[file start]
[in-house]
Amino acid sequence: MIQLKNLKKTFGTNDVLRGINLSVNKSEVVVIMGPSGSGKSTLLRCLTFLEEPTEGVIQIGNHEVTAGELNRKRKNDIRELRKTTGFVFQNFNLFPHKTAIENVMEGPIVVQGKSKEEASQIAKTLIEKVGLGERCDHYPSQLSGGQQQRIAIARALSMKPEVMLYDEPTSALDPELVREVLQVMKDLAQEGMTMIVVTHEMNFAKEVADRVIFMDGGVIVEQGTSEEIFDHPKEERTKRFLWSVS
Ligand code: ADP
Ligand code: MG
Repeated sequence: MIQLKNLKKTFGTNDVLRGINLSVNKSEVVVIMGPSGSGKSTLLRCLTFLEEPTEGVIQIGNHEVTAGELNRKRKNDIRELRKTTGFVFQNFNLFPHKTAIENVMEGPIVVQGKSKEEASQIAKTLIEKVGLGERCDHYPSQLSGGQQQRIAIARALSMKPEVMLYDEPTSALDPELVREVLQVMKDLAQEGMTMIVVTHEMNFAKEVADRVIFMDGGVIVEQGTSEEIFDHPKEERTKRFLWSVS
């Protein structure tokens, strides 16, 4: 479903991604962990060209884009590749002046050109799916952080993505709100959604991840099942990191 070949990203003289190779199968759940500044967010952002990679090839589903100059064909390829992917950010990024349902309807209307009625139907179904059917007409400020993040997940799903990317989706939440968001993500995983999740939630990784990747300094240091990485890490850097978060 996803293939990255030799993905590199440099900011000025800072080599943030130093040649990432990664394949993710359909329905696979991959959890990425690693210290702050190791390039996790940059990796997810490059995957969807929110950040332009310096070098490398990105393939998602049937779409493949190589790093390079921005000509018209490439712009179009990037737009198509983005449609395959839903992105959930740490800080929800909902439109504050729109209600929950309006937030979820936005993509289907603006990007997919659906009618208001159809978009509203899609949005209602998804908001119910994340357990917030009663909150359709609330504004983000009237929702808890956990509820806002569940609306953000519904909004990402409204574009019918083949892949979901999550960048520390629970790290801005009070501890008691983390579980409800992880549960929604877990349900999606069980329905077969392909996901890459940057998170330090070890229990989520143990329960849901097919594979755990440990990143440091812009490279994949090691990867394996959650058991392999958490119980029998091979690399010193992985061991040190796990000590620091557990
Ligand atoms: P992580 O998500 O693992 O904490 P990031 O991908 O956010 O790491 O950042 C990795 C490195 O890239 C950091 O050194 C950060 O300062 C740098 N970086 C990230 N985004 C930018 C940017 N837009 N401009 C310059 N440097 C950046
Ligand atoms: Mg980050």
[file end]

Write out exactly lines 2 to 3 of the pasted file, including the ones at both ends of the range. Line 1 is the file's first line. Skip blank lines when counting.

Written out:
Amino acid sequence: MIQLKNLKKTFGTNDVLRGINLSVNKSEVVVIMGPSGSGKSTLLRCLTFLEEPTEGVIQIGNHEVTAGELNRKRKNDIRELRKTTGFVFQNFNLFPHKTAIENVMEGPIVVQGKSKEEASQIAKTLIEKVGLGERCDHYPSQLSGGQQQRIAIARALSMKPEVMLYDEPTSALDPELVREVLQVMKDLAQEGMTMIVVTHEMNFAKEVADRVIFMDGGVIVEQGTSEEIFDHPKEERTKRFLWSVS
Ligand code: ADP